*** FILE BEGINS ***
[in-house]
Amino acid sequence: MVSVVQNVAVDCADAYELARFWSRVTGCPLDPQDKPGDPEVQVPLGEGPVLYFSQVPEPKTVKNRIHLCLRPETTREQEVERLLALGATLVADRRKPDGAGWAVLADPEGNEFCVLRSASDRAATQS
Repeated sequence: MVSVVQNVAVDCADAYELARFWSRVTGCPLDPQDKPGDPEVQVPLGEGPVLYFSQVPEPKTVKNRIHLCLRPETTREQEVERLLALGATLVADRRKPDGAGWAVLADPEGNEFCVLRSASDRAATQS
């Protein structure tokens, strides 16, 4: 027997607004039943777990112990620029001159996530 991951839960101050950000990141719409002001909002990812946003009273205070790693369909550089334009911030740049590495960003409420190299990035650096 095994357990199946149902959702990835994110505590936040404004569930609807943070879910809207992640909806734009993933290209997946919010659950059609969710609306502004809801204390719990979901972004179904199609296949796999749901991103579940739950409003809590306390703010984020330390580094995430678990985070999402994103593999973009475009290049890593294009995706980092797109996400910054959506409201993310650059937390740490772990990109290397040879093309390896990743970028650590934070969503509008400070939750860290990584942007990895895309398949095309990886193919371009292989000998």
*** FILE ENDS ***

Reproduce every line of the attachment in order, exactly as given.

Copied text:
[in-house]
Amino acid sequence: MVSVVQNVAVDCADAYELARFWSRVTGCPLDPQDKPGDPEVQVPLGEGPVLYFSQVPEPKTVKNRIHLCLRPETTREQEVERLLALGATLVADRRKPDGAGWAVLADPEGNEFCVLRSASDRAATQS
Repeated sequence: MVSVVQNVAVDCADAYELARFWSRVTGCPLDPQDKPGDPEVQVPLGEGPVLYFSQVPEPKTVKNRIHLCLRPETTREQEVERLLALGATLVADRRKPDGAGWAVLADPEGNEFCVLRSASDRAATQS
């Protein structure tokens, strides 16, 4: 027997607004039943777990112990620029001159996530 991951839960101050950000990141719409002001909002990812946003009273205070790693369909550089334009911030740049590495960003409420190299990035650096 095994357990199946149902959702990835994110505590936040404004569930609807943070879910809207992640909806734009993933290209997946919010659950059609969710609306502004809801204390719990979901972004179904199609296949796999749901991103579940739950409003809590306390703010984020330390580094995430678990985070999402994103593999973009475009290049890593294009995706980092797109996400910054959506409201993310650059937390740490772990990109290397040879093309390896990743970028650590934070969503509008400070939750860290990584942007990895895309398949095309990886193919371009292989000998």